0
Posted July 1, 2009 by William Dunmyer in Uncategorized
 
 

Moon: Intelligent, Eerie Science Fiction

“Moon” is the first feature film from director Duncan Jones (son of David Bowie) and screenwriter Nathan Parker. Let’s hope these gentlemen continue working together because they are quite a team.

In “Moon” they have produced the best science-fiction film since 2007’s “Sunshine” (the wonderful, inexplicably overlooked film that Danny Boyle directed before “Slumdog Millionaire”). “Sunshine” and “Moon” have quite a bit in common. Both are intelligent, eerie, male-driven, and stylish. They also have a quiet power about them that reminds me of the original “Alien.” Jones certainly knows how to pull an audience in using the power and menace of silence.

At the start of “Moon” we meet Sam Bell (played by Sam Rockwell), who lives by himself on the moon, serving as the sole human caretaker of a largely automated mine. He has been on the moon three years but is on the verge of going home to Earth, where he will reunite with his wife and daughter. Just two weeks are left on his contract.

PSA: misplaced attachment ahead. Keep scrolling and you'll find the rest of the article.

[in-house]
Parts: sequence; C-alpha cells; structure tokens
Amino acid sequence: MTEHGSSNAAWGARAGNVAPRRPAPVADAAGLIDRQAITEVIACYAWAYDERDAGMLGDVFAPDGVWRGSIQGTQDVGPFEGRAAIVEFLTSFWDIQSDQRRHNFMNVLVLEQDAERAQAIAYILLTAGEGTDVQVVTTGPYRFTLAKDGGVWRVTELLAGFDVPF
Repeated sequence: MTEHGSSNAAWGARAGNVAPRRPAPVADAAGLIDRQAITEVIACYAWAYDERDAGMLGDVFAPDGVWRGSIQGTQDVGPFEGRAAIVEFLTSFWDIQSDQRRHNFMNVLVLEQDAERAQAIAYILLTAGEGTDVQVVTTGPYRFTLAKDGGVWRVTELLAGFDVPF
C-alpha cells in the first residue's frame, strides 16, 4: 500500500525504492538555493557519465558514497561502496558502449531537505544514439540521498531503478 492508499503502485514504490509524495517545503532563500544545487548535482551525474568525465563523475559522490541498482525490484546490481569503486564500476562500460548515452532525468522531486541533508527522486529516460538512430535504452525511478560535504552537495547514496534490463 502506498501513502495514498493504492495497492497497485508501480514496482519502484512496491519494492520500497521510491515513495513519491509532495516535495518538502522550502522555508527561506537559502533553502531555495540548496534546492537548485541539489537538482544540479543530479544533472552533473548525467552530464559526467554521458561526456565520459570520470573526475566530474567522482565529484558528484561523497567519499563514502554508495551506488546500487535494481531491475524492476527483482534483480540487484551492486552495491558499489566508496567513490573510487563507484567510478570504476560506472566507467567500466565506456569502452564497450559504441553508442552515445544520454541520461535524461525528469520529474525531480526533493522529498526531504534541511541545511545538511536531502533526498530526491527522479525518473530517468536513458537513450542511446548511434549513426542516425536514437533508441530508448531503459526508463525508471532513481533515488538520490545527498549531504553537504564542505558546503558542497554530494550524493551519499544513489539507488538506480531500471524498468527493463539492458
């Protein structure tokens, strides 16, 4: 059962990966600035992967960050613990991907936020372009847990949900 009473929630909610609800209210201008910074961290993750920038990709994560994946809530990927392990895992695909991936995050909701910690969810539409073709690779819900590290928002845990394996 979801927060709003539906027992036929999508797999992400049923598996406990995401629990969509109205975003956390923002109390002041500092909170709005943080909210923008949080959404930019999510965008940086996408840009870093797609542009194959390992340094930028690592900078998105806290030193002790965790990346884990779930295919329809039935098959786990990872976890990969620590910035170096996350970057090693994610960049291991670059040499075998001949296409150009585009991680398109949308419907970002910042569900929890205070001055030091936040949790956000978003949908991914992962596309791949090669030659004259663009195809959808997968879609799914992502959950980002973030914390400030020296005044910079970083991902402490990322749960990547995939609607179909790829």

But suddenly strange things start to happen. He first sees ethereal visions of a young woman, then is mysteriously rescued after having an accident in a lunar craft. Is there someone else on the moon with him, or is he losing his mind? Jones and Parker slowly and carefully tell this story of madness and mystery the way a spider spins a web, one delicate strand at a time. Their storytelling skills are exceptional.

Typically, intelligent films get more elliptical as they proceed, but the reverse is the case with “Moon.” Initially there is a lot of mystery, with the ordinary realms of space and time getting transcended several times. But in the end, the mysteries get explained in quite a logical way. This for me was actually disappointing, making the film more like an episode of “The Twilight Zone” than a companion to “2001: A Space Odyssey.” As each mystery got explained, the film contained less and less philosophical depth.

I think what people will remember most about “Moon” is its trippy and mystical first half, not its rather logical second half. There’s something quite deflating about art that allows itself to be hemmed in by science. There is no doubt, “Moon” is a good and intelligent film. I just wish it had a deeper appreciation for the aspects of life (and the universe) that cannot be explained by a high-school science teacher.

William Dunmyer

 
William Dunmyer is a lifelong cinephile who fell in love with movies at about the age of 5. He lives in New York City.